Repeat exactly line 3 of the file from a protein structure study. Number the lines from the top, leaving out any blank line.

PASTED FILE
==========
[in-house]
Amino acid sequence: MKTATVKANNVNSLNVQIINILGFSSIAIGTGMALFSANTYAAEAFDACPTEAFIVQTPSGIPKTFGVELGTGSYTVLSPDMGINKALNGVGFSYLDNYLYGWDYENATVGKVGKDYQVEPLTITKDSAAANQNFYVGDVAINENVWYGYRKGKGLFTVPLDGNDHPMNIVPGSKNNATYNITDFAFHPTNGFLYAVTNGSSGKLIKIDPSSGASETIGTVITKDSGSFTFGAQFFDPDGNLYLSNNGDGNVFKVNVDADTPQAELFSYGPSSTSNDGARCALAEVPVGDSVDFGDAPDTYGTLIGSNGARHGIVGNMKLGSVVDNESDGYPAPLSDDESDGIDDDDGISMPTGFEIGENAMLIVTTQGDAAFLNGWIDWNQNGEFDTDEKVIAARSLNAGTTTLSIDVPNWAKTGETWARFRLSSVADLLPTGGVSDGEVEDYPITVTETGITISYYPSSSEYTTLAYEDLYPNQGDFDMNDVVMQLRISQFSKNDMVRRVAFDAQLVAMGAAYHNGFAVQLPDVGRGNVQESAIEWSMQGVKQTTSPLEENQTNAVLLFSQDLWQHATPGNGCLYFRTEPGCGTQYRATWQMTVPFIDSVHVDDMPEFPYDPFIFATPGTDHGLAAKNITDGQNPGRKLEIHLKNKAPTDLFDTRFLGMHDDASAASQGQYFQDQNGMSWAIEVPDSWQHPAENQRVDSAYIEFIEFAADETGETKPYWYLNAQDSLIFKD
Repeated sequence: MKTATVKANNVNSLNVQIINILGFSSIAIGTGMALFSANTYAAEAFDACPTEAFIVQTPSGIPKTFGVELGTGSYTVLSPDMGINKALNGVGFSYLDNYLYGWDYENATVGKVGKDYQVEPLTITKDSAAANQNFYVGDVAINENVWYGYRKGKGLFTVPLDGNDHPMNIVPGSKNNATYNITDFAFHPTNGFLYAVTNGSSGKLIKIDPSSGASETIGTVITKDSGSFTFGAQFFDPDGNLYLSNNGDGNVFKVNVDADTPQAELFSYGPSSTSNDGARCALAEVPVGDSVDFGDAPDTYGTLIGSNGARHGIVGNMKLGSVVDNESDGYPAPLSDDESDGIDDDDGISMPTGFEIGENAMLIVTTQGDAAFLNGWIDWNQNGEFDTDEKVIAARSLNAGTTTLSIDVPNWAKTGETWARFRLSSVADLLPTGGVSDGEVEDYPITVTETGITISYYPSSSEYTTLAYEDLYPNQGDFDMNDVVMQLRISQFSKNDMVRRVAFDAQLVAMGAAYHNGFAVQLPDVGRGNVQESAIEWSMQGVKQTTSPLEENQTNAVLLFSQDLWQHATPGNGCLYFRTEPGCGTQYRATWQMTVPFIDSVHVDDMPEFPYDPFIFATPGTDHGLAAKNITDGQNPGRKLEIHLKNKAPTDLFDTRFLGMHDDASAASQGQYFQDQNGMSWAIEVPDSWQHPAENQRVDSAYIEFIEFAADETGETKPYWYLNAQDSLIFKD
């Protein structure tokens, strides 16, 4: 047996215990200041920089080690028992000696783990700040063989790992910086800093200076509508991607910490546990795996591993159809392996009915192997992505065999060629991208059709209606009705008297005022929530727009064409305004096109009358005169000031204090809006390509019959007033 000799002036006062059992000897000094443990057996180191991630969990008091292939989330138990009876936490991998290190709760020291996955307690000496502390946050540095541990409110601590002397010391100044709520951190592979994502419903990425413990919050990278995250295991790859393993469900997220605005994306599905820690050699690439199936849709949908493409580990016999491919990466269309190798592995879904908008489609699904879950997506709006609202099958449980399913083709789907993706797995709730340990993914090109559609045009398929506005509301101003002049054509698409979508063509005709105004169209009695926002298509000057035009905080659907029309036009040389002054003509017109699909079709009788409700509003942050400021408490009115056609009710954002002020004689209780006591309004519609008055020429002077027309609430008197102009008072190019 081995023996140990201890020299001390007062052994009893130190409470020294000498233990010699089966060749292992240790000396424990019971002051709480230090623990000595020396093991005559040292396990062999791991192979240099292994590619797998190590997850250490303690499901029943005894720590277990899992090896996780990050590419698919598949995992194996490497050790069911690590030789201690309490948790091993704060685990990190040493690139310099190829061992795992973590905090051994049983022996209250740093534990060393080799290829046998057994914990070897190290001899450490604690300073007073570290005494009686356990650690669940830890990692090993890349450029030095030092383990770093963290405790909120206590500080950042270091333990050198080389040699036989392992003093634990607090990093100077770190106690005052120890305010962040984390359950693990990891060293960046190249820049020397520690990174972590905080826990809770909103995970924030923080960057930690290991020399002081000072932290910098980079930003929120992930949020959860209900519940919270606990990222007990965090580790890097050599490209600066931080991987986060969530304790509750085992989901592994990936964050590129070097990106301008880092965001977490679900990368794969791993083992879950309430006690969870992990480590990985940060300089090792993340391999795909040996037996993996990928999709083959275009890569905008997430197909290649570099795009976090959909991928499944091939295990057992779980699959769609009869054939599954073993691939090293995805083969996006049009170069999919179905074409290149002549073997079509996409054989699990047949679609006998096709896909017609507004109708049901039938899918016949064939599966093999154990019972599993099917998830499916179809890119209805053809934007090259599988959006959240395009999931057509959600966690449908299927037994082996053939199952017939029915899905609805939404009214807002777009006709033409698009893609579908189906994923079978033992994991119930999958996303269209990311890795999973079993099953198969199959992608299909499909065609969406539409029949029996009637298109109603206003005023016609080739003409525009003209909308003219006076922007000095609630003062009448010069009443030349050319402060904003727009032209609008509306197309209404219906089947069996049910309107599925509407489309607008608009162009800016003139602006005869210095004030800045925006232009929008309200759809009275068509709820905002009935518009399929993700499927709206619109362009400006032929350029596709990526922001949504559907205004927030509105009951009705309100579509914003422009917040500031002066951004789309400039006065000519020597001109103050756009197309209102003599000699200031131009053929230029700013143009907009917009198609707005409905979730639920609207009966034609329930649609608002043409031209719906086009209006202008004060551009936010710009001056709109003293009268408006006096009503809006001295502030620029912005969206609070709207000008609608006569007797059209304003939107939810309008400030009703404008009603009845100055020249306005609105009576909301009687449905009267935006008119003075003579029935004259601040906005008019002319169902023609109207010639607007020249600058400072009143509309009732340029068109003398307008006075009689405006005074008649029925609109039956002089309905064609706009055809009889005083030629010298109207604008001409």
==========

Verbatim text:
Repeated sequence: MKTATVKANNVNSLNVQIINILGFSSIAIGTGMALFSANTYAAEAFDACPTEAFIVQTPSGIPKTFGVELGTGSYTVLSPDMGINKALNGVGFSYLDNYLYGWDYENATVGKVGKDYQVEPLTITKDSAAANQNFYVGDVAINENVWYGYRKGKGLFTVPLDGNDHPMNIVPGSKNNATYNITDFAFHPTNGFLYAVTNGSSGKLIKIDPSSGASETIGTVITKDSGSFTFGAQFFDPDGNLYLSNNGDGNVFKVNVDADTPQAELFSYGPSSTSNDGARCALAEVPVGDSVDFGDAPDTYGTLIGSNGARHGIVGNMKLGSVVDNESDGYPAPLSDDESDGIDDDDGISMPTGFEIGENAMLIVTTQGDAAFLNGWIDWNQNGEFDTDEKVIAARSLNAGTTTLSIDVPNWAKTGETWARFRLSSVADLLPTGGVSDGEVEDYPITVTETGITISYYPSSSEYTTLAYEDLYPNQGDFDMNDVVMQLRISQFSKNDMVRRVAFDAQLVAMGAAYHNGFAVQLPDVGRGNVQESAIEWSMQGVKQTTSPLEENQTNAVLLFSQDLWQHATPGNGCLYFRTEPGCGTQYRATWQMTVPFIDSVHVDDMPEFPYDPFIFATPGTDHGLAAKNITDGQNPGRKLEIHLKNKAPTDLFDTRFLGMHDDASAASQGQYFQDQNGMSWAIEVPDSWQHPAENQRVDSAYIEFIEFAADETGETKPYWYLNAQDSLIFKD